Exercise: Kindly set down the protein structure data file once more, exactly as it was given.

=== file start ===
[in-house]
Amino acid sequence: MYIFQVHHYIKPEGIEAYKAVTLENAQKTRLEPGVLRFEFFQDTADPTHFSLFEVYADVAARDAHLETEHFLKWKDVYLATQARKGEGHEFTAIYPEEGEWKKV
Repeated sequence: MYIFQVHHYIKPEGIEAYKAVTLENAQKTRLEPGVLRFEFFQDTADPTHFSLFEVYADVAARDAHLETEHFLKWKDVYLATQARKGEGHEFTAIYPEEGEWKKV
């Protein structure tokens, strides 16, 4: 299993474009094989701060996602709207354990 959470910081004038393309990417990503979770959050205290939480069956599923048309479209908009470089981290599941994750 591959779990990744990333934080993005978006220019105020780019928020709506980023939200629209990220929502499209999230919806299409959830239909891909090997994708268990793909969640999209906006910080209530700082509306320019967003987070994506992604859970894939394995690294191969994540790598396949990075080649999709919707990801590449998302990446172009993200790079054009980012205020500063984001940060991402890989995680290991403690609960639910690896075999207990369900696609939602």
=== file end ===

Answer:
[in-house]
Amino acid sequence: MYIFQVHHYIKPEGIEAYKAVTLENAQKTRLEPGVLRFEFFQDTADPTHFSLFEVYADVAARDAHLETEHFLKWKDVYLATQARKGEGHEFTAIYPEEGEWKKV
Repeated sequence: MYIFQVHHYIKPEGIEAYKAVTLENAQKTRLEPGVLRFEFFQDTADPTHFSLFEVYADVAARDAHLETEHFLKWKDVYLATQARKGEGHEFTAIYPEEGEWKKV
């Protein structure tokens, strides 16, 4: 299993474009094989701060996602709207354990 959470910081004038393309990417990503979770959050205290939480069956599923048309479209908009470089981290599941994750 591959779990990744990333934080993005978006220019105020780019928020709506980023939200629209990220929502499209999230919806299409959830239909891909090997994708268990793909969640999209906006910080209530700082509306320019967003987070994506992604859970894939394995690294191969994540790598396949990075080649999709919707990801590449998302990446172009993200790079054009980012205020500063984001940060991402890989995680290991403690609960639910690896075999207990369900696609939602």